Lane deMoll

Lane deMoll<br><i>DAVE FISHER PHOTO</i>

Chances are, if you have lived in the Nehalem Bay area any length of time, you know of Lane deMoll through her roles in the development of such north Tillamook County institutions as Fire Mountain School, Cart'm Recycling Center and the Lower Nehalem Community Trust.

Ask her what life is all about in the small coastal town of Manzanita and she sums it up in one word: sustainability.

Ever since she and her husband, architect Tom Bender, purchased property at the foot of Neahkahnie Mountain in 1976 and promptly built their home, their guiding philosophy has been to live in a small town and help it become a green, sustainable community.

Having grown up in a small artist community outside of Philadelphia, one not unlike Manzanita, deMoll says she comes by her "think outside of the box" mantra naturally. "It's in my genes," she says affectionately of the gift from her parents and grandparents.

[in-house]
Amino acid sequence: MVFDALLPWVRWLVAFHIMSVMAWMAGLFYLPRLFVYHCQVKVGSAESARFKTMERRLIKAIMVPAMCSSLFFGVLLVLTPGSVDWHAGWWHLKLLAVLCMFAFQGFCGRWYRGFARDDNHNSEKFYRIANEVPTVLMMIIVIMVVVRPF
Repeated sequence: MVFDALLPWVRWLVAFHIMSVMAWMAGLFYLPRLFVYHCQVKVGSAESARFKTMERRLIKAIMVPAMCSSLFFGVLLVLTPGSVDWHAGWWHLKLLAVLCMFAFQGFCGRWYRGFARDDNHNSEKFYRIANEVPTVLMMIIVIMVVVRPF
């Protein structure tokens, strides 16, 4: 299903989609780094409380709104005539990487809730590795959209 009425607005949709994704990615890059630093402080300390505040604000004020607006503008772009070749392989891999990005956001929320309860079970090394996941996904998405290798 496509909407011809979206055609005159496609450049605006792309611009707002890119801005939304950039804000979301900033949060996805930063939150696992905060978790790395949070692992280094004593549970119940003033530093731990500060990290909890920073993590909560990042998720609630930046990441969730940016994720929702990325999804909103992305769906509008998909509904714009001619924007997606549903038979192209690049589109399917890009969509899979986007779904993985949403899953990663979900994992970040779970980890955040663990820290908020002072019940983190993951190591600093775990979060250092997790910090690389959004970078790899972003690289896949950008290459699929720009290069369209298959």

As for her first few years in the community, deMoll said things just kept evolving.

"It wasn't just me; a lot of the same people made things happen," she says. "We live in a caring and generous community, helping each other to accomplish important things...that's the richness."

What deMoll particularly enjoys is the startup phase of a new endeavor and then moving on to the next project once an idea has become a reality. She admits to slowing down a bit, serving only on two boards presently - NeahCasa, a community housing trust dedicated to creating affordable housing on the north Oregon coast, and Fulcrum Community Resources, another nonprofit organization with the mission of fostering the transition of the Nehalem Bay community to a sustainable future.

Says deMoll, who is

Currently engaged in writing a novel "thinly disguised as what's happening in the community," deMoll believes that Manzanita and the surrounding area can serve as a model for other small towns.

"The beauty of this place is that it is doable here," she says. "Look at Cart'm...people can see it and how it works. There's cool ways for people to get involved and it feels really, really good."

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